8. WR Jeff Fuller, Texas A&M
He won’t have the numbers compared to other top prospects, but at 6-3 and 215 pounds and with tremendous skills, all he has to do is run around a 4.5 and he’ll be one of the hottest players going into next April.
9. RB Knile Davis, Arkansas (Jr.)
If this was 15 years ago, he’d be in the hunt for the No. 1 overall pick. Hands are a bit of a problem and he’ll put the ball on the ground, but he could start for several NFL teams right now with his pass-catching ability and his downhill thumping style.
10. OT Mike Adams Ohio State
At 6-8 and with the frame to handle 330 pounds without losing a thing, he has dominant right tackle potential. He’ll need a lot of work, but he’ll test well and has the body to be a long-time starter.
11. WR Michael Floyd, Notre Dame
The off-the-field issues will be addressed, and then they'll be spun into a positive because Floyd will interview well. He has pro size, hands and playmaking ability. If he can run under a 4.5, he’ll be a must-have No. 2 target.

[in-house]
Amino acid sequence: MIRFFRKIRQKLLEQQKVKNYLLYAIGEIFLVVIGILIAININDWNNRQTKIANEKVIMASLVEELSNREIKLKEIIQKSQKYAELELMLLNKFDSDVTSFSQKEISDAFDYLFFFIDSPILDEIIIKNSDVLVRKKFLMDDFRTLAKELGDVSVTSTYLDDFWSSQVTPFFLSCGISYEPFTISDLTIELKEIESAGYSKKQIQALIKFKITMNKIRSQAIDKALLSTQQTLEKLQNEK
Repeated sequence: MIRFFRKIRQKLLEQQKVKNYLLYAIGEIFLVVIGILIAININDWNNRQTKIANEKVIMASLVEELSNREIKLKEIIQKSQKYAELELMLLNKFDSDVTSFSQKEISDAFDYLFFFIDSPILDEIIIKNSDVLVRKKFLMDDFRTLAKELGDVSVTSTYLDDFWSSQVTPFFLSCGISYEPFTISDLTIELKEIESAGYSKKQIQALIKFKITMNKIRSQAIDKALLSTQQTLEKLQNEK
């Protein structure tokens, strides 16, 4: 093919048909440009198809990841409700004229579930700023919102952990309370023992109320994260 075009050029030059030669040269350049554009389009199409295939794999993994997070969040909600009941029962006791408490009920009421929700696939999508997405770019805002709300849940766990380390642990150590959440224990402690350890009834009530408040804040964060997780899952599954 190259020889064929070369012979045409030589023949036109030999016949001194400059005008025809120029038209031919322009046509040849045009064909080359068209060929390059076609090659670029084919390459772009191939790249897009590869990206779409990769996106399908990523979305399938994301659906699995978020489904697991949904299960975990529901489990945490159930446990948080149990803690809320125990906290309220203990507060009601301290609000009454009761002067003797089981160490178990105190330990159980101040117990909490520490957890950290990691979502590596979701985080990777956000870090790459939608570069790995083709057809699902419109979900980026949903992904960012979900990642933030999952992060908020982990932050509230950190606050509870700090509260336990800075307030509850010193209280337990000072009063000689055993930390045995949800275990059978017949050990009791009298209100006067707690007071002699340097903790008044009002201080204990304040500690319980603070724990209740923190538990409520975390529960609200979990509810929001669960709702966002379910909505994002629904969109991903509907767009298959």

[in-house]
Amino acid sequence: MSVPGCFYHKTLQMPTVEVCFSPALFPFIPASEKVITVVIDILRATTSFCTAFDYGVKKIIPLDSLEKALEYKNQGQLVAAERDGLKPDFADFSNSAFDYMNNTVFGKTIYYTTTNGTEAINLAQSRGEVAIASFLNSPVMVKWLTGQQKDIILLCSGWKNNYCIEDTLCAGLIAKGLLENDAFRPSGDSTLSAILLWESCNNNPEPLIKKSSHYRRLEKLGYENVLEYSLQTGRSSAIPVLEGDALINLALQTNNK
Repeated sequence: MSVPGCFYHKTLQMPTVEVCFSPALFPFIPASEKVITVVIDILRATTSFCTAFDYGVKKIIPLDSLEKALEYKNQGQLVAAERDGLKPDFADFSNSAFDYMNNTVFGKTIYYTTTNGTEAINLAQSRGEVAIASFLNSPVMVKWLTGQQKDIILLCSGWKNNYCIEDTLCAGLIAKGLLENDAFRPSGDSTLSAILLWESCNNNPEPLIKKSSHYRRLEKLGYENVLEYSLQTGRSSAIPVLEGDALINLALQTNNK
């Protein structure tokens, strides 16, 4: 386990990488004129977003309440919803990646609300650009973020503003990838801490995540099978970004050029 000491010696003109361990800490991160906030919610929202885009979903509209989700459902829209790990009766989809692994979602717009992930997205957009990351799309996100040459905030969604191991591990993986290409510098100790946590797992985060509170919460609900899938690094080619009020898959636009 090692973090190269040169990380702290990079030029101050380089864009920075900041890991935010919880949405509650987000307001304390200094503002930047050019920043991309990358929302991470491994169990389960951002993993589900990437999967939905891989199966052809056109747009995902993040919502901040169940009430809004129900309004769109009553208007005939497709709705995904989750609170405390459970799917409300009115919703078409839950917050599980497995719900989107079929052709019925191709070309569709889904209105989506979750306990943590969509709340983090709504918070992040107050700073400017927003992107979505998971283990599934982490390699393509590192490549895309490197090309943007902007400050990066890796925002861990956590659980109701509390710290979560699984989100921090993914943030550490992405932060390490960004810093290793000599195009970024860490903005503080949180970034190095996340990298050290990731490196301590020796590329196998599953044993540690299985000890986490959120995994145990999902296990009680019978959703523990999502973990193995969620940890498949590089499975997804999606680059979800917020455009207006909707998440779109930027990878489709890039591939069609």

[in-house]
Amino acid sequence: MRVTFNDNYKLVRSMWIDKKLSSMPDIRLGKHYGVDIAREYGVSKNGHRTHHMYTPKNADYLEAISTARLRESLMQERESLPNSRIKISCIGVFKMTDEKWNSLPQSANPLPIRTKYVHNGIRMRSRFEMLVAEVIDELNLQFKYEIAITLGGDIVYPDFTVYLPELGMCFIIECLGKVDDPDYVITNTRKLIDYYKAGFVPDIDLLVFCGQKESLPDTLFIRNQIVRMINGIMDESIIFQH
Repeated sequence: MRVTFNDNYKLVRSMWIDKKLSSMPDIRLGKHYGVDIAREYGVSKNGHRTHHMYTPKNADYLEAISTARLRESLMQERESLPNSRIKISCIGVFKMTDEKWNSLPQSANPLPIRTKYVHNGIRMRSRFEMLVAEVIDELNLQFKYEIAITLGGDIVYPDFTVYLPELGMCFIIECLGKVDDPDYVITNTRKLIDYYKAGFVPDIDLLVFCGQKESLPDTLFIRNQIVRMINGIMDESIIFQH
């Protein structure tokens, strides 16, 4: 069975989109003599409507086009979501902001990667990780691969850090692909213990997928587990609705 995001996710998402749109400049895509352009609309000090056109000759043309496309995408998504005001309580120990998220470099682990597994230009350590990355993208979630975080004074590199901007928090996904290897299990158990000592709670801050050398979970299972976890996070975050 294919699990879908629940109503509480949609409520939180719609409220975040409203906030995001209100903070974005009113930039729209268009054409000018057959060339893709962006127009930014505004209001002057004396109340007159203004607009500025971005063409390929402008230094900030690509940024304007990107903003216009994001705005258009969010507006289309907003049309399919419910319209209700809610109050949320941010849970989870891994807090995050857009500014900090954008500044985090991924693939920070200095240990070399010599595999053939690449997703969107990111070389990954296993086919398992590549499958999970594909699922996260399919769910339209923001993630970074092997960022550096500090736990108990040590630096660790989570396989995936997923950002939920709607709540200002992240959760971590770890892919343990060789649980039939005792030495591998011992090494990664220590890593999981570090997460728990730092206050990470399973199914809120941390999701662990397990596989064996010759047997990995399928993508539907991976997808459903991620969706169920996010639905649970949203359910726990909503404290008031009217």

12. OT Nate Potter, Boise State
While he’s not a monster of a mauler, he’s a phenomenal pass protector who could be the prototype tackle for a zone-blocking scheme. He’ll be tremendous at the Combine.
13. OLB Nigel Bradham, Florida State
The only concern will be his foot speed. If he can pull off a 4.6 or better in the 40, the NFLers are going to find reasons to want a big, strong hybrid for the 3-4.
14. QB Landry Jones, Oklahoma (Jr.)
If Luck stays another year, Jones could be the big beneficiary. He’s not Sam Bradford, but he has the accuracy, the arm and the pro-style skills to be a turn-key starter. He’d have been a first-rounder this year.
15. DT Tydreke Powell, North Carolina
The 6-3, 310-pound big body for the interior has the strength and ability to play in any system, able to make plays behind the line and hold up as an anchor for the run defense. He’s still scratching the surface on his talent and has the potential.